Today TaxMama hears from Kennet in the TaxQuips Forum, who has this issue. “I incorporated my HVAC company from a sole proprietorship (c-corp) six months ago. I was told that I could temporarily borrow the income coming in from the company to pay my bills – and that I could create a payroll later. Long story short, I still haven’t created the payroll yet. How do I do handle the taxes for the moneys borrowed?”
First of all, congratulations on your cool new corporation. But, to ensure the success of a corporation, it really helps to have a tax professional on your team. Your tax pro can do more than just help you keep an eye on proper procedure. Your tax pro can also help you grow your business and keep costs and penalties under control.
In fact, I just had a thought, re-reading your question…when you incorporated your old company, did you open a new bank account and start your books all over again?
It’s important to understand that you really need to operate the corporation correctly, or you’ve wasted the purpose of incorporating. By treating the corporation funds as your own personal bank account, anyone who sues you can easily pierce the veil of the corporation and go after your personal assets. So, this casual, personal use of the funds is not just an accounting or tax issue, it could potentially reach into your own personal pocket.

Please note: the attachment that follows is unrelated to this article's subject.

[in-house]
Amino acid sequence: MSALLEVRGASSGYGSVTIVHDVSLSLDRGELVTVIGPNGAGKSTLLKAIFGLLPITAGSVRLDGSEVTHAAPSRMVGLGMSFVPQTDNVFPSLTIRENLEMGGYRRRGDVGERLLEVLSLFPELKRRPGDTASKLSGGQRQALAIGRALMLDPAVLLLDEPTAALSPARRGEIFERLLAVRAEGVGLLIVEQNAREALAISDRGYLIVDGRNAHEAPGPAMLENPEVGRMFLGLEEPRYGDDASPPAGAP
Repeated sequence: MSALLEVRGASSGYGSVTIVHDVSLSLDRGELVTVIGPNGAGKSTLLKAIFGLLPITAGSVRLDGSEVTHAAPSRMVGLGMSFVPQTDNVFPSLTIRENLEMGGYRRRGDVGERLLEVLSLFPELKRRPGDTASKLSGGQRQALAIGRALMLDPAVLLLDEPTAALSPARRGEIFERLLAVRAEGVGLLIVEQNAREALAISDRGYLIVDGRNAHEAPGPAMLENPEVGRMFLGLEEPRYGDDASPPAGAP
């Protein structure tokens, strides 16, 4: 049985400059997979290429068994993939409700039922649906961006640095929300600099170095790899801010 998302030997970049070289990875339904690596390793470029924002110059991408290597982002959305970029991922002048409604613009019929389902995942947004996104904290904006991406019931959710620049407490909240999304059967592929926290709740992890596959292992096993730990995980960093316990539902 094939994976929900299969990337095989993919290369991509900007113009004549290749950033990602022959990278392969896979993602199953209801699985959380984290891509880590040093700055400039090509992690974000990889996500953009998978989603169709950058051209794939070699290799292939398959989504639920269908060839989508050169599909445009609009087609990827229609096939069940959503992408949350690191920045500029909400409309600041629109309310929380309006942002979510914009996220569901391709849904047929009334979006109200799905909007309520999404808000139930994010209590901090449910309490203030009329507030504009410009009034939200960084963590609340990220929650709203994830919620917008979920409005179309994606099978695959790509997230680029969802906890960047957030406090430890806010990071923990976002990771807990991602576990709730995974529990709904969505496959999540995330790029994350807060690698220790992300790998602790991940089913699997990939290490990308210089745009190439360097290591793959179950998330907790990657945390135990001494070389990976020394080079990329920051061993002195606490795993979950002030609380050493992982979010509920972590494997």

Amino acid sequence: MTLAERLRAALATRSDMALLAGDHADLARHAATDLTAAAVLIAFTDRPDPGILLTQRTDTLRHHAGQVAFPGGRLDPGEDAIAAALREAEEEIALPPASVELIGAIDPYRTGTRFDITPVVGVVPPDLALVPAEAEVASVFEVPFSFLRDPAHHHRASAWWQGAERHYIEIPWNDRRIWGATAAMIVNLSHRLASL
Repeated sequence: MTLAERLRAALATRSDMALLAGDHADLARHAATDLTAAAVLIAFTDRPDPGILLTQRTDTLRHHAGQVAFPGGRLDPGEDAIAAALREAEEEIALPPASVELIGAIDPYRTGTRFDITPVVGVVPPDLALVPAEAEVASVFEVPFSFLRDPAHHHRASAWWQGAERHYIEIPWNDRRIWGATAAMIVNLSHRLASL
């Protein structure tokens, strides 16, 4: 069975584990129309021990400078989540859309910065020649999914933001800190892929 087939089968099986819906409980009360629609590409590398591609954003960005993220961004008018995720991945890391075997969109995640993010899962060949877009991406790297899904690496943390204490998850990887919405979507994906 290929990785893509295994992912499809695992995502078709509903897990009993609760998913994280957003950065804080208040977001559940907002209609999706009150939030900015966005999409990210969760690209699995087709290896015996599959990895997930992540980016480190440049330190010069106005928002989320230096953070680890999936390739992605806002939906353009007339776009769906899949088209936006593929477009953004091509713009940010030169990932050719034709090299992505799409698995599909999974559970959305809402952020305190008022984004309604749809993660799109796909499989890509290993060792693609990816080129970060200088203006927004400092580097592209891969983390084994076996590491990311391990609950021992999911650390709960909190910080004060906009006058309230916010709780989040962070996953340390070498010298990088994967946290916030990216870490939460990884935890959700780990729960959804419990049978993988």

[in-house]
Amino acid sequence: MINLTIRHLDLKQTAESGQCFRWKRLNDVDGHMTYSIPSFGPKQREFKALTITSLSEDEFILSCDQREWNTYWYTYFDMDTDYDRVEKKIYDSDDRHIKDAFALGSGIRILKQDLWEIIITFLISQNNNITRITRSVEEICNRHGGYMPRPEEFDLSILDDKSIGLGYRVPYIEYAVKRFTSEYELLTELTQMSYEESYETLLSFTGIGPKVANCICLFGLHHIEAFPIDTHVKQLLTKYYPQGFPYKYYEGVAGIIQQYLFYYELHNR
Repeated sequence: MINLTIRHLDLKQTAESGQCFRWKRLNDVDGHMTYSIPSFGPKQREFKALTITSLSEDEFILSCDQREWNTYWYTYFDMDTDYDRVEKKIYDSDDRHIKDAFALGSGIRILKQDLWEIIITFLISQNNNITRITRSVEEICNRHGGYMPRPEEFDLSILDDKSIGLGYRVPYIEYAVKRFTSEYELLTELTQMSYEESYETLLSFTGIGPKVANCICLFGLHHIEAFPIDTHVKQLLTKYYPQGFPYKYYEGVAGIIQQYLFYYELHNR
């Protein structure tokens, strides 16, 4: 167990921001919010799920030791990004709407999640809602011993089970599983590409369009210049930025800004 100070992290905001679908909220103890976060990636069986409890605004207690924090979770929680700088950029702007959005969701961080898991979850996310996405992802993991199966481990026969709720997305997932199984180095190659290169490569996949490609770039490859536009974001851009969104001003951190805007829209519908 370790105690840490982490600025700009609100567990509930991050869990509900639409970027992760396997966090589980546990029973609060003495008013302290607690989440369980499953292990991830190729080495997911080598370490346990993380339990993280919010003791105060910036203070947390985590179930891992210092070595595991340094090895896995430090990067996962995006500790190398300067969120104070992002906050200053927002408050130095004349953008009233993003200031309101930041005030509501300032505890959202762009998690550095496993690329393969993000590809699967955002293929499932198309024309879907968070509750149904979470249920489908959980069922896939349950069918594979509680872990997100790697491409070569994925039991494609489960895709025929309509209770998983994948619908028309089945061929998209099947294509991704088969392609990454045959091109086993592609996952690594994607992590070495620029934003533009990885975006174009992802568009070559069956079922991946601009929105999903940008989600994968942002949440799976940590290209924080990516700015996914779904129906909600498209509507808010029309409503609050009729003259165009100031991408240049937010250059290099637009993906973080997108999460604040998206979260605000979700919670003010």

In your case, you have a number of options:
1) You can write a formal note (loan) to address your borrowing, showing a proper interest rate and repayment terms – and do pay the interest each year! Also, be sure to record this decision in the corporate minute book.
2) You can treat the funds as advances from payroll – and then set up the payroll immediately, and start deducting your previous advances. Be sure you set the payment schedule so you zero out all the earlier advances before the end of the year.
3) You can just pay back the loan, again, with interest – preferably before the end of the year. Then start your payroll now, and take checks on a regular schedule.
This early in the life of your corporation, this won’t be difficult to straighten out. So, don’t worry. But do get a tax pro on your team and meet with him or her at least once a quarter. It really will be blessing for your business.
And remember, you can find answers to all kinds of questions about corporate payroll and other tax issues, free. Where? Where else? At www.TaxMama.com.[Note: If you were subscribed to the e-mailed TaxQuips, you’d be getting other exciting news and tips by e-mail, that never appear on the site. Please click on the join TaxMama.com link – it’s free!]
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